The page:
Our work has enabled us to see first-hand the damage a fraud investigation can create. At a time when the Bribery Act has put a large responsibility on companies to police their own behaviour and when – as we mention elsewhere in this e-book – the introduction of an offence of failure to prevent corporate crime looks likely, there is becoming less scope for remaining ignorant of fraud. Companies have to grasp the nettle, look at the scope for fraud in their activities and take action to prevent it.
Any company that does find itself the subject of a fraud investigation for fraud will be in a far stronger position if it can demonstrate to investigators that it made a concerted and genuine effort to prevent any wrongdoing. Any signs of a wilful ignorance or a tolerance of fraud will have very serious consequences. A company is unlikely to be viewed like this by the authorities if it has either taken advice from compliance experts or made a concerted attempt to prevent fraud. But even relatively routine procedures can go a long way towards reducing both the potential for fraud and the likelihood of prompting the authorities’ suspicions of wrongdoing. Keeping and storing comprehensive records, devising and maintaining an appropriate whistleblowing policy and making it clear to staff, representatives, third parties and customers that fraud will not be tolerated are not complicated activities. But they will minimise the possibility of fraud, make it more likely that any suspicions of it surface early and, therefore, give the company the best chance of responding decisively to the potential problem.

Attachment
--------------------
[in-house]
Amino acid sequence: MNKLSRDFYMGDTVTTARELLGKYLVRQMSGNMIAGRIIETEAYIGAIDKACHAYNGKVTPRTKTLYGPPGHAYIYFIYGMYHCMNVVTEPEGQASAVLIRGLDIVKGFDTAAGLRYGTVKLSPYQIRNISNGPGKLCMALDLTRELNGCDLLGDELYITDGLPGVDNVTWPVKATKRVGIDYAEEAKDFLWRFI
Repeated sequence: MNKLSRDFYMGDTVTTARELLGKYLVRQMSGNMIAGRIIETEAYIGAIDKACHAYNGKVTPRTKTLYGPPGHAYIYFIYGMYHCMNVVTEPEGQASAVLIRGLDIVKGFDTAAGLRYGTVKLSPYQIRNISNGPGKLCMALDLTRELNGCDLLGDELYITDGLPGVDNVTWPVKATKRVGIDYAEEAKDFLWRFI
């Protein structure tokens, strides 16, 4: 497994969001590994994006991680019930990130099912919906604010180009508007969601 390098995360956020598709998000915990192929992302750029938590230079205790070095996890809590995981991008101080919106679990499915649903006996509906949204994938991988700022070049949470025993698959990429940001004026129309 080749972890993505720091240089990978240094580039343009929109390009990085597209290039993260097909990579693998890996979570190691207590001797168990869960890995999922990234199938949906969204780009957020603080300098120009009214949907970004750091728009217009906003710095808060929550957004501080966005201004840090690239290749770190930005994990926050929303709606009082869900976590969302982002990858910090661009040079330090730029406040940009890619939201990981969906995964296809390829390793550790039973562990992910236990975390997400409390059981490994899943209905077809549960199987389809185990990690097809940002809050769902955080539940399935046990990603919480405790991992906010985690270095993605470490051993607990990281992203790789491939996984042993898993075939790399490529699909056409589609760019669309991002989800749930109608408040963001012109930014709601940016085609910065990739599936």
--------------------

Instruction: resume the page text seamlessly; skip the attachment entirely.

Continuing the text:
Just as a company has to take steps to identify fraud, it also has to be ready to tackle any such problem if and when it becomes known. An internal inquiry can be time consuming. But it will be much less harmful than an investigation carried out by an outside authority – an investigation that is likely to be prompted by the company’s inability or unwillingness to prevent or identify fraud itself. A company carrying out its own investigation can decide the timescale, what information should be disclosed to staff and associates and what action to take. All such decisions will be out of their hands if they do not act appropriately and an outside authority steps in to examine what has happened. Any authority that does this will be less than impressed by any indication that fraud has not been treated seriously by those it is now investigating.
With deferred prosecution agreements (DPA’s) giving companies an opportunity to admit wrongdoing to the authorities and agree a course of remedial action, there is now a perfect opportunity to come clean and put right the wrongs. But DPA’s are unlikely to be granted to anyone that the authorities do not believe have taken proper steps to prevent and identify fraud.
Help is out there for those that want to prevent and tackle fraud. But severe penalties exist for those who do not try.